Compassionate release for triple killer who staged army payroll robbery

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THE former soldier who gunned down three of his comrades in cold blood, including two Borderers, so he could steal an army payroll has been released from prison on compassionate grounds.

Corporal Andrew Walker, pictured, was serving with the Royal Scots when he staged the payroll heist in Penicuik in January, 1985.

As well as 25-year-old Private John Thomson from Galashiels – who was in the King’s Own Scottish Borderers – Walker shot retired Kelso-born Major David Cunningham, 56, and Sergeant Terence Hosker, 39, from Bradford, before fleeing with the £19,000 in wages which had been destined for troops stationed at Glencorse Barracks.

Walker was originally sentenced to 30 years. Another seven years was added to his term after he led a riot at Peterhead Prison in 1986.

Walker appealed against his sentence in 2002 and it was cut by three years after his lawyers argued that the 30-year stretch was excessive.

But following a stroke in 2009, he was left severely disabled and taken to Wishaw General Hospital in Lanarkshire where he remained under supervision until he was moved into a care home last month. The Scottish Government, however, would only confirm that a prisoner had been granted compassionate release. Such inmates are either considered by doctors to be severely incapacitated or have only up to three months to live.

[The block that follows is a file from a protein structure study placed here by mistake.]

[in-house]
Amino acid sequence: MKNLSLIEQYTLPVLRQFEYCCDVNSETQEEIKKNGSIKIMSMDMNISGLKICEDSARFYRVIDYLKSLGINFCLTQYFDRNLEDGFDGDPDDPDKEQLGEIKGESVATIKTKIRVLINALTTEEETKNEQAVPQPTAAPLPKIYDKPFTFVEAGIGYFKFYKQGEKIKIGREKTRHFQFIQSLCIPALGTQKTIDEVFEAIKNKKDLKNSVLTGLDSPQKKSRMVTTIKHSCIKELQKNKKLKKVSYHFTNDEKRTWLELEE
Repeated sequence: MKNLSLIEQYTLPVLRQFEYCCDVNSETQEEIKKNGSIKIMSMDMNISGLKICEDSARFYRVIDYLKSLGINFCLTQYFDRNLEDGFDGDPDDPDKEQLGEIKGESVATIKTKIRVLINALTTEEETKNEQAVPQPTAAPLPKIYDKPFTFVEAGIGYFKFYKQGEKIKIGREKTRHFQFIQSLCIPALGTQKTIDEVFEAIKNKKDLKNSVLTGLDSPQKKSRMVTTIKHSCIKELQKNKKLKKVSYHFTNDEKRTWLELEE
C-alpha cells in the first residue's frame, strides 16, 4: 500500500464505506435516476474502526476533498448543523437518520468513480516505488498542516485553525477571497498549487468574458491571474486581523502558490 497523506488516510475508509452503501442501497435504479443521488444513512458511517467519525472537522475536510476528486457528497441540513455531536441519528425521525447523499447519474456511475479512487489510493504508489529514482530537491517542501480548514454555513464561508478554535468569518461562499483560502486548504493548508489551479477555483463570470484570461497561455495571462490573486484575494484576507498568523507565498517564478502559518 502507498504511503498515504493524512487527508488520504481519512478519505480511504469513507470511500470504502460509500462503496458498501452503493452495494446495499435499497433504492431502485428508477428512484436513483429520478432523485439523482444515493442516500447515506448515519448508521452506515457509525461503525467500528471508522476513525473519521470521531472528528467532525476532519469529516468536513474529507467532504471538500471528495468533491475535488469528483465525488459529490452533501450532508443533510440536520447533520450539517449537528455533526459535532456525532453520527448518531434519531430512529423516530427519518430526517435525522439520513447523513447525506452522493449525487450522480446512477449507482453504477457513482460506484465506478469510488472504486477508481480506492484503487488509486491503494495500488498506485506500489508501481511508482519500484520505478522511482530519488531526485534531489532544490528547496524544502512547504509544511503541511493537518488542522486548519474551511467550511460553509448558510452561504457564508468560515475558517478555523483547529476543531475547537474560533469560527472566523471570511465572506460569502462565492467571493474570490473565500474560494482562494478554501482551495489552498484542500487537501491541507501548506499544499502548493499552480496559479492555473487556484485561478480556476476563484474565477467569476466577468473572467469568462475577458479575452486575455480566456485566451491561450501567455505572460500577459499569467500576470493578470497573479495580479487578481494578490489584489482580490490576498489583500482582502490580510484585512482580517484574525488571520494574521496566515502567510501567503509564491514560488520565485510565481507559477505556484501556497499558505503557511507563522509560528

Walker was working in the transport section of the Scottish Infantry Division Depot at the time of the killings. After signing a submachine gun out of an army armoury at Kirknewton, he lay in wait in Penicuik town centre for the Land Rover carrying his three intended victims.

As the soldiers were about to drive away with the money, Walker approached Private Thomson, a married father of one, and asked for a lift back to camp. He then got into the vehicle with Major Cunningham and Sergeant Hosker, and it was during the journey that Walker took out the weapon. It is believed Sergeant Hosker was shot in the chest after trying to tackle Walker.

After telling Private Thomson to drive along a quiet track to Glencorse reservoir, Walker shot Major Cunningham through the head. With a line of blood dripping into the snow-covered ground from the army vehicle, Private Thomson, who had been in the army since the age of 17, was forced at gunpoint to unload the bodies of his comrades before Walker also shot him in the head and abdomen.

The missing payroll cash has never been recovered and is thought to be buried in the hills.

Walker was sentenced later that year to a minimum of 30 years in jail by judge Lord Grieve who said the murders were “callous, brutal and calculated”.